The biennial budget approved by Maine’s legislature last month reduces the state revenues cities and towns use to maintain services and makes them more dependent on property taxes, which is a “credit negative” for the local governments, according to debt-rating agency Moody’s.

Moody’s said the designation of a “credit negative” does not mean that the credit rating or outlook changed, but indicates the impact of a development as one of several factors affecting credit quality of a municipality.

Over the past decade, Maine has distributed an average of $110 million annually to municipalities, Moody’s said. In fiscal 2013, however, the amount declined to $95 million and will fall to $65 million in fiscal 2014 and $60 million in fiscal 2015.

In fiscal 2014, municipalities will be given more flexibility to adjust property taxes to offset the reduction in state revenue sharing.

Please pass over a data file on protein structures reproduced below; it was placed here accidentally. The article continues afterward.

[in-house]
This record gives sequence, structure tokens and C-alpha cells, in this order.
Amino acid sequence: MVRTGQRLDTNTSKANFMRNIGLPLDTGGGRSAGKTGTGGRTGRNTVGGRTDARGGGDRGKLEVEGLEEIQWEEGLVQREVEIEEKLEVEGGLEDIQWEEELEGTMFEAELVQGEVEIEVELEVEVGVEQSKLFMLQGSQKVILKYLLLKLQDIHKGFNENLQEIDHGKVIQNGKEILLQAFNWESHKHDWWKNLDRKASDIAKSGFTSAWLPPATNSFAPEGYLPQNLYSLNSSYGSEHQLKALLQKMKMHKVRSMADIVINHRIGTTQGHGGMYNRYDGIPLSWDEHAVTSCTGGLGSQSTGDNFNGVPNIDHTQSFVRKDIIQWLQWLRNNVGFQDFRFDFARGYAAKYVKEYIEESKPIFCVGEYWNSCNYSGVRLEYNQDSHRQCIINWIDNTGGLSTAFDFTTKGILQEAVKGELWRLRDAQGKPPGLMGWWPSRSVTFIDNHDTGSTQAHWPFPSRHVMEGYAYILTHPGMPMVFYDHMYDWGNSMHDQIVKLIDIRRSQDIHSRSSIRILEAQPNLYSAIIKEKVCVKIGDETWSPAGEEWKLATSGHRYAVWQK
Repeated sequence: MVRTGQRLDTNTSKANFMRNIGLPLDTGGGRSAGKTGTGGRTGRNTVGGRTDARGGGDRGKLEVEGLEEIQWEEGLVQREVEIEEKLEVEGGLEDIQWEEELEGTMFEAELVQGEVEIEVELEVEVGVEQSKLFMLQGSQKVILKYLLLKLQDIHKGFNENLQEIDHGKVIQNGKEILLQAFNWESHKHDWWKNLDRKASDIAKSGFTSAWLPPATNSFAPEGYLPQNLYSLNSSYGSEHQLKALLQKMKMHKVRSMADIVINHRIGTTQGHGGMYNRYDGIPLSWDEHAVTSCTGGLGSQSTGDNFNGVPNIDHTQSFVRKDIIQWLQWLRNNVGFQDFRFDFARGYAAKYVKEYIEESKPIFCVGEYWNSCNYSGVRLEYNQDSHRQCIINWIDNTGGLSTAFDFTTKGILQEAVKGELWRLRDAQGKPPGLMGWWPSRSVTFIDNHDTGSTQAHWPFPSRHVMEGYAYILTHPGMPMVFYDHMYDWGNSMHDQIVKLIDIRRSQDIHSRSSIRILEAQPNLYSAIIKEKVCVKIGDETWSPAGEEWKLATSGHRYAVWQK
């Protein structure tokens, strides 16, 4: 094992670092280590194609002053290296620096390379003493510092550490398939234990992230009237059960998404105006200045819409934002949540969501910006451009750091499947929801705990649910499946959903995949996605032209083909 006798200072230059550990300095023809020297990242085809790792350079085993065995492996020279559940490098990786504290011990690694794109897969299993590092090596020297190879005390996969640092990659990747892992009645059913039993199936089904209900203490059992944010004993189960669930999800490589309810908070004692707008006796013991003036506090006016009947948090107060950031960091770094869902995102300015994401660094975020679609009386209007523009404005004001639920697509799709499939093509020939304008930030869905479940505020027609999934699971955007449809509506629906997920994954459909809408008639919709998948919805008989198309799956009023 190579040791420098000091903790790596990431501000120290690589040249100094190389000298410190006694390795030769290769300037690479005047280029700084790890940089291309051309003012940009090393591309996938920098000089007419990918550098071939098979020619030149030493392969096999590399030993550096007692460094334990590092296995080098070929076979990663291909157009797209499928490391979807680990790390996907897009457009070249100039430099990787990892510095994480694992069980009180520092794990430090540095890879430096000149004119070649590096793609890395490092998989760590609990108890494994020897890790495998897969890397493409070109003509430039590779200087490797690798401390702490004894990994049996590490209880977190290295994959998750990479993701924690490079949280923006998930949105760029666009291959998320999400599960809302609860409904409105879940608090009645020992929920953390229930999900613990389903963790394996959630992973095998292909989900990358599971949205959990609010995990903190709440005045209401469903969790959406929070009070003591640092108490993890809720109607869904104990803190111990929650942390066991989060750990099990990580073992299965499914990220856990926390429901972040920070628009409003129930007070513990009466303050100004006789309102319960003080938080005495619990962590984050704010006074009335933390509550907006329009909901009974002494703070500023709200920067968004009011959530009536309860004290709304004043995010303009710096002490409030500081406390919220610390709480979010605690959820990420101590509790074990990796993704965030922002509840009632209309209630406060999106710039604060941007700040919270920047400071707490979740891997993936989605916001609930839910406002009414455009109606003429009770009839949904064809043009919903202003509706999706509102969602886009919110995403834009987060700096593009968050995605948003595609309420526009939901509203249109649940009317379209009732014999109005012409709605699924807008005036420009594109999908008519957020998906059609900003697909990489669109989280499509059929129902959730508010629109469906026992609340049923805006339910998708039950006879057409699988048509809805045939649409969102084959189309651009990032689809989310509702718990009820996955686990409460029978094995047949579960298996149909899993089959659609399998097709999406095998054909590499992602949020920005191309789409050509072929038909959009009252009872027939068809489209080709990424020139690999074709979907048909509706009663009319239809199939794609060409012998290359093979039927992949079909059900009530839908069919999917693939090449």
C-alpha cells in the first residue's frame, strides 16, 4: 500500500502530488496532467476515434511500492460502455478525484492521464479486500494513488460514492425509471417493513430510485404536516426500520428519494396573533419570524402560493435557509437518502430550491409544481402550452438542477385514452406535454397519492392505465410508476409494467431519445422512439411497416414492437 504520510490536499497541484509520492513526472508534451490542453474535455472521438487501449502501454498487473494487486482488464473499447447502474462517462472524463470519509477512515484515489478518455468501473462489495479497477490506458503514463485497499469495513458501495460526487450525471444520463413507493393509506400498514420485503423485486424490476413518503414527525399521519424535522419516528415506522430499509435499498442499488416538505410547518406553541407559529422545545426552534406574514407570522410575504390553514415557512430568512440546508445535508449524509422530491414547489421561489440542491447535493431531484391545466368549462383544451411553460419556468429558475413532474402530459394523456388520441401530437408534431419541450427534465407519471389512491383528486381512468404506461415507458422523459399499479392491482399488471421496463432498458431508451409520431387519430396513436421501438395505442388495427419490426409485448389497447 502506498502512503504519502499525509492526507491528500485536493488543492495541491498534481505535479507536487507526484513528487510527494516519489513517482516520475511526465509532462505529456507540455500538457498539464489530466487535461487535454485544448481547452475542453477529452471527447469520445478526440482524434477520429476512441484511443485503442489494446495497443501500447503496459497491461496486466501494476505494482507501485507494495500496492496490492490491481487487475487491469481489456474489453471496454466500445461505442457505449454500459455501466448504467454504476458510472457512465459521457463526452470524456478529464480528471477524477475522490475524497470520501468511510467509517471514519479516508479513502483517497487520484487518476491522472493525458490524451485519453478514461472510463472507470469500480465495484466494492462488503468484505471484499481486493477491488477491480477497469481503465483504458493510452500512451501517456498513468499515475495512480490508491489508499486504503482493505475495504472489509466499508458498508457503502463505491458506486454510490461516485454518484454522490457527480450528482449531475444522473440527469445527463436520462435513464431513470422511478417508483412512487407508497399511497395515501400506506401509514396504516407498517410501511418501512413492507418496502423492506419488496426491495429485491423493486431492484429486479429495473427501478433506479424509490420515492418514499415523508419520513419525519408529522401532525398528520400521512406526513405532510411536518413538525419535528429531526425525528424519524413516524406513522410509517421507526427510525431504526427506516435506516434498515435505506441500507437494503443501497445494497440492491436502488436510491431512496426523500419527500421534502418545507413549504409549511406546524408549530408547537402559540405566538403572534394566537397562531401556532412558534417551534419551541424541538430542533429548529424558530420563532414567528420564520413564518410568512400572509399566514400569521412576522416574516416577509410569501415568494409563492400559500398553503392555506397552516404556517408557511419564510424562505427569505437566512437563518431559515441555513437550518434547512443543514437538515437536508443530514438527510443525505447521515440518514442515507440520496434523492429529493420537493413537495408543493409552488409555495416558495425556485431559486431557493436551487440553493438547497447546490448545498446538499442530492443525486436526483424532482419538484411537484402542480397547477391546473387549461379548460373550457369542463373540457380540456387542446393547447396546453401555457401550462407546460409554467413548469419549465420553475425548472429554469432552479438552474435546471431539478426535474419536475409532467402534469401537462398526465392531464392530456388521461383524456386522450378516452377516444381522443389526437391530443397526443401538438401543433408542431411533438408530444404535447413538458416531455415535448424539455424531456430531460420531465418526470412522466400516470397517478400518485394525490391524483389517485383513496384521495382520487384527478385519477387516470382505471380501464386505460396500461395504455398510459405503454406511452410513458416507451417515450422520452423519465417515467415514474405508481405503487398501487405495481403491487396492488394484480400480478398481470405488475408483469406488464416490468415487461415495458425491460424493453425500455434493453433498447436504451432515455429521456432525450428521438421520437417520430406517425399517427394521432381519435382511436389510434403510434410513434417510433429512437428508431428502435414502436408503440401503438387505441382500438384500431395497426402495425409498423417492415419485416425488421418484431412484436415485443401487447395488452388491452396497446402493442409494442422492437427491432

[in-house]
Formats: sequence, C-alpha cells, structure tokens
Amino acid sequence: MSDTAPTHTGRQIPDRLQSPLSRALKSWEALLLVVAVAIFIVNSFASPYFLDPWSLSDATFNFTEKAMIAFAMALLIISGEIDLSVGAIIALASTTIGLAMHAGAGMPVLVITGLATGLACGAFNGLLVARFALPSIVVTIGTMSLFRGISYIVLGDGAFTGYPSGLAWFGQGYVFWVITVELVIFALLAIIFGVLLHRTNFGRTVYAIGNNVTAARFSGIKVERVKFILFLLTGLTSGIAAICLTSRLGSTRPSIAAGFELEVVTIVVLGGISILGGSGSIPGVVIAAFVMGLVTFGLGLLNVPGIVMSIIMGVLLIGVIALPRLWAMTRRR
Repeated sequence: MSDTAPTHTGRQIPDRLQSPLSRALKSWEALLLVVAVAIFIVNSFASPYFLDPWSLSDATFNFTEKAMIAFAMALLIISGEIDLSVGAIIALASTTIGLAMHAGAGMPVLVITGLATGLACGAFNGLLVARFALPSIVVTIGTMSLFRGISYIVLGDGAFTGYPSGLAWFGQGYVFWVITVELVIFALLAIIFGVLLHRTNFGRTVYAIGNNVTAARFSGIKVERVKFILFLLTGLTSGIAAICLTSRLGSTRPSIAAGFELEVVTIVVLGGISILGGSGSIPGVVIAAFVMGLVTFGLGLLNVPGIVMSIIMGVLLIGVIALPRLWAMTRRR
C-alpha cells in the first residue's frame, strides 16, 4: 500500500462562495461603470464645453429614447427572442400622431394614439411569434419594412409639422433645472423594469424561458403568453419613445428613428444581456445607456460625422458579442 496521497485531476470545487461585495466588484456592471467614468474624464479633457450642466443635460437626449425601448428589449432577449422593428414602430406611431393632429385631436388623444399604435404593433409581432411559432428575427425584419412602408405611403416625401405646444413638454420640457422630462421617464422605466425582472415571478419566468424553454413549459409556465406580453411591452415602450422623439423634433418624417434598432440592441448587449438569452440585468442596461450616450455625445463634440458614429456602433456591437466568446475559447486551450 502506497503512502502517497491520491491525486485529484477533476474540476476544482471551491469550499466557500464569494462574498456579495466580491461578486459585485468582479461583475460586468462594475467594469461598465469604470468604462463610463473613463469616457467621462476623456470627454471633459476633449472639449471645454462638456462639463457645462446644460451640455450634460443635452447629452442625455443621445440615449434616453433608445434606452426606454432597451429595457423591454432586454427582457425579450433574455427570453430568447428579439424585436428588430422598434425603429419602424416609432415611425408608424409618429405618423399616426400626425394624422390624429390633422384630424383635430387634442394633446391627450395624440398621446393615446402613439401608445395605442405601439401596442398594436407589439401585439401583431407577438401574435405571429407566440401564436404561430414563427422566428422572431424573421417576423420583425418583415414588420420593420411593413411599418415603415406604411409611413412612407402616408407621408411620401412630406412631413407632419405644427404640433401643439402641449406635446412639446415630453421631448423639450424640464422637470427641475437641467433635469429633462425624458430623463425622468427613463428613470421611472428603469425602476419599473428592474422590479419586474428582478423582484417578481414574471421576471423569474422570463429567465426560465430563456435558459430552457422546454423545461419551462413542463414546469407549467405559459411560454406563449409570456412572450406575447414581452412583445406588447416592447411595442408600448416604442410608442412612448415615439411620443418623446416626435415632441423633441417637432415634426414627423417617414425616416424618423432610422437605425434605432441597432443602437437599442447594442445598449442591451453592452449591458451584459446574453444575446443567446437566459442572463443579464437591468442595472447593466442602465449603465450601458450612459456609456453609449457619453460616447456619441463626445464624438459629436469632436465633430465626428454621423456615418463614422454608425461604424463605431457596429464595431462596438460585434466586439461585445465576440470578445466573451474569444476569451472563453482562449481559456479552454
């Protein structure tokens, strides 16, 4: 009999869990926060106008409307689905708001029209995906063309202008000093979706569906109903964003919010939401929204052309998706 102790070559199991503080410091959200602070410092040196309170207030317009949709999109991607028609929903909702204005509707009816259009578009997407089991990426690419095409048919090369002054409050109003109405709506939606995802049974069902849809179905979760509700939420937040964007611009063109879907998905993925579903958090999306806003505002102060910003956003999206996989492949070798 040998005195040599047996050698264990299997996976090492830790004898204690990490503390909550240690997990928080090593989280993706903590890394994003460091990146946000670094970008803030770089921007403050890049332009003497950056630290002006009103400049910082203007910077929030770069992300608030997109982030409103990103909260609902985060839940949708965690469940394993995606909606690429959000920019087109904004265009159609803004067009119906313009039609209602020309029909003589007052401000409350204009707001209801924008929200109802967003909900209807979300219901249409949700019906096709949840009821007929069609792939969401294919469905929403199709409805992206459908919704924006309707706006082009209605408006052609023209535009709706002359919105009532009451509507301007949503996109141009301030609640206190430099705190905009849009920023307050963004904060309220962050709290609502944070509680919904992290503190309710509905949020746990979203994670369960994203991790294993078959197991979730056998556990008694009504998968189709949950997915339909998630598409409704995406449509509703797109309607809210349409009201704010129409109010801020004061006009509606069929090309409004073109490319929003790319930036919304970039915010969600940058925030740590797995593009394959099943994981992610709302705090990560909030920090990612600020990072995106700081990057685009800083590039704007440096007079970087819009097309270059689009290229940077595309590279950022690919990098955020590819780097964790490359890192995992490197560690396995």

“While this will provide local governments with some budgetary flexibility, it passes the burden to property taxpayers when, statewide, Maine’s economy remains weak, job growth is subpar and the demographic outlook is unfavorable,” Moody’s said in a report.

“Maine’s local governments are already challenged to attract commercial taxpayers to diversify their primarily residential tax bases; rising property tax rates will only increase this struggle,” Moody’s said.

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